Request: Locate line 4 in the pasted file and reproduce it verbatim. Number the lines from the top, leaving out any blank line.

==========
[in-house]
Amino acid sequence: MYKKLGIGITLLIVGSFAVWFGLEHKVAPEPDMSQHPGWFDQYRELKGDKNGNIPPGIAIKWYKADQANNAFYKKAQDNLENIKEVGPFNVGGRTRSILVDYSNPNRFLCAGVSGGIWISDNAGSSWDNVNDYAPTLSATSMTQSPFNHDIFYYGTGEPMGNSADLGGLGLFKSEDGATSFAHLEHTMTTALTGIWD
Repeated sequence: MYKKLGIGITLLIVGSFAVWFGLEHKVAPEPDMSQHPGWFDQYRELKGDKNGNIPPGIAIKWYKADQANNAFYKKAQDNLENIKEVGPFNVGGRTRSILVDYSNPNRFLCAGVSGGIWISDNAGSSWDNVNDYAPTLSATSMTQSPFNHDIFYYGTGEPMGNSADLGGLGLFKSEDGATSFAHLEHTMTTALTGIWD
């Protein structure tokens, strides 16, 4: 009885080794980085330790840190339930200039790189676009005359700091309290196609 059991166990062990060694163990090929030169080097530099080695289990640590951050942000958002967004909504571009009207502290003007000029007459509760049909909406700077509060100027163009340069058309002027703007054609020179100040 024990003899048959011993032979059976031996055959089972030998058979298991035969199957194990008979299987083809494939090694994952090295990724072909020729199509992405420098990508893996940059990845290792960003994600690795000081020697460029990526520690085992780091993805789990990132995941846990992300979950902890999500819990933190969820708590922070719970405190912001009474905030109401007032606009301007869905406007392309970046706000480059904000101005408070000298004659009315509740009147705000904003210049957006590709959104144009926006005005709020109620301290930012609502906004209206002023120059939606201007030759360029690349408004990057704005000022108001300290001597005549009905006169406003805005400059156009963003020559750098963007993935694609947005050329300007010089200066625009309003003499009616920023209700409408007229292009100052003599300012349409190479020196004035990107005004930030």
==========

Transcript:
């Protein structure tokens, strides 16, 4: 009885080794980085330790840190339930200039790189676009005359700091309290196609 059991166990062990060694163990090929030169080097530099080695289990640590951050942000958002967004909504571009009207502290003007000029007459509760049909909406700077509060100027163009340069058309002027703007054609020179100040 024990003899048959011993032979059976031996055959089972030998058979298991035969199957194990008979299987083809494939090694994952090295990724072909020729199509992405420098990508893996940059990845290792960003994600690795000081020697460029990526520690085992780091993805789990990132995941846990992300979950902890999500819990933190969820708590922070719970405190912001009474905030109401007032606009301007869905406007392309970046706000480059904000101005408070000298004659009315509740009147705000904003210049957006590709959104144009926006005005709020109620301290930012609502906004209206002023120059939606201007030759360029690349408004990057704005000022108001300290001597005549009905006169406003805005400059156009963003020559750098963007993935694609947005050329300007010089200066625009309003003499009616920023209700409408007229292009100052003599300012349409190479020196004035990107005004930030």